World News

Sundance Film Festival 2022: Shaunak Sen’s ‘All That Breathes’ Wins the World Cinema Grand Jury Prize for Documentary

All That Breathes – Still 1

Shaunak Sen’s All That Breathes, which was the only Indian film at the 2022 Sundance Film Festival, won the World Cinema Grand Jury Prize for Documentary award, on Saturday.


It was also among the 75 films to have its world premiere at the festival.

“Brothers Saud and Nadeem were raised looking at a sky speckled with black kites, watching as relatives tossed meat up to these birds of prey. Muslim belief held that feeding the kites would expel troubles. Now, birds are falling from the polluted, opaque skies of New Delhi and the two brothers have made it their life’s work to care for the injured black kites,” reads the festival’s official synopsis of All That Breathes. “The social unrest that begins to materialise in the streets is seen through the perspectives of the brothers and their family, as well as the insects and animals that share the urban landscape.”

After his win, Sen took to Instagram and wrote, “Feels a bit surreal to say this – we’ve won the Grand Jury award at the Sundance Film Festival. My deepest, warmest thank you to everyone, everyone, everyone of this film.”

Delhi-based filmmaker Sen’s first feature-length documentary was Cities of Sleep (2016), which was also shown at various major film festivals and won six international documentary awards.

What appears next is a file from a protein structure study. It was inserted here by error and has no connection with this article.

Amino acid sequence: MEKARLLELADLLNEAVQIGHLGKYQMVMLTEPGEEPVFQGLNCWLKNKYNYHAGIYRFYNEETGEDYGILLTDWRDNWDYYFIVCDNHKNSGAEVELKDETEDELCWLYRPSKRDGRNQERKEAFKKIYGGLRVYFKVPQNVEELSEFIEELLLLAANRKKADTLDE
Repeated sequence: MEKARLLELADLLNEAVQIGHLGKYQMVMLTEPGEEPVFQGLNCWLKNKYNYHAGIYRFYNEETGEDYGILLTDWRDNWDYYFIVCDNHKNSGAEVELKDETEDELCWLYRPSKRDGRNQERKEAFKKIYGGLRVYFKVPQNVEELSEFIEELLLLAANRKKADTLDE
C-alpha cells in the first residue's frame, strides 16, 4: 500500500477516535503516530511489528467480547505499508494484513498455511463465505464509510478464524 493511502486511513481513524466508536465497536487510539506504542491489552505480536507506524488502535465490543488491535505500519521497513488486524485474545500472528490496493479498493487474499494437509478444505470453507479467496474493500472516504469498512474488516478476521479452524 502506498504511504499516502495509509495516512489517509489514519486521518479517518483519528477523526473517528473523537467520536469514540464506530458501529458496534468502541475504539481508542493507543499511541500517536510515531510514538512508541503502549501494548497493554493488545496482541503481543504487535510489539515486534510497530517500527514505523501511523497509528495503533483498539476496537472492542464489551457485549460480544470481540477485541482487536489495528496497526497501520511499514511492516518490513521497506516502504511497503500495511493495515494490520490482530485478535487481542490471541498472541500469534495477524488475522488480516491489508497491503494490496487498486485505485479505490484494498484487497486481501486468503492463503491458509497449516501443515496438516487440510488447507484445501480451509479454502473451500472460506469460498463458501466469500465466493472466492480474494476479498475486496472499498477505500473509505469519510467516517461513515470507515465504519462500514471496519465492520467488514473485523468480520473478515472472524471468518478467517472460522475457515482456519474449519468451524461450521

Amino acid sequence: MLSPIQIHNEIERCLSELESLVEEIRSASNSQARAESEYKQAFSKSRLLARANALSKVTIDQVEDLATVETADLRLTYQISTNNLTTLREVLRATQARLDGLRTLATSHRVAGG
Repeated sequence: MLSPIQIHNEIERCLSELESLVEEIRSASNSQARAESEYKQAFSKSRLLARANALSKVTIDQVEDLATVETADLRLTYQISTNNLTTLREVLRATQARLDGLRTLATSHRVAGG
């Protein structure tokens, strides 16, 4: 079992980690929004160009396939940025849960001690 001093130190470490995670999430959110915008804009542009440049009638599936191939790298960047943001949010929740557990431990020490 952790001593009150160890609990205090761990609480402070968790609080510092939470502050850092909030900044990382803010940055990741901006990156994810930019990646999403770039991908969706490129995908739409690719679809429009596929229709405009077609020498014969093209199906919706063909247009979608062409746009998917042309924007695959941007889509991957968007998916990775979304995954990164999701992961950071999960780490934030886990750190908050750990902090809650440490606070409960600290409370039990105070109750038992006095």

Sen is a recipient of the IDFA Bertha Fund (2019), the Sundance Documentary Grant (2019), the Catapult Film Fund (2020), and the Gucci Tribeca Documentary Fund (2020).


The previous edition of Sundance had two Indian films, Fire in the Mountains and Writing with Fire, entered into competition. Writing with Fire won the Audience Award in the World Cinema Documentary category and the World Cinema Documentary Special Jury Award (Impact for Change), and it is currently in the run for Oscars 2022 as well.

The 37th edition of the Sundance festival was held from January 20 to January 30.

The festival was supposed to follow the hybrid-model, with both an in-person event, in Park City, Utah, and online panels and screenings.

Earlier this month, the Sundance Institute, which curates the festival, announced that all its in-person elements were moved online owing to the surge in COVID-19 cases and concerns around the Omicron variant. The seven satellite screens partners that were supposed to hold film screenings, hosted screenings only for the local community.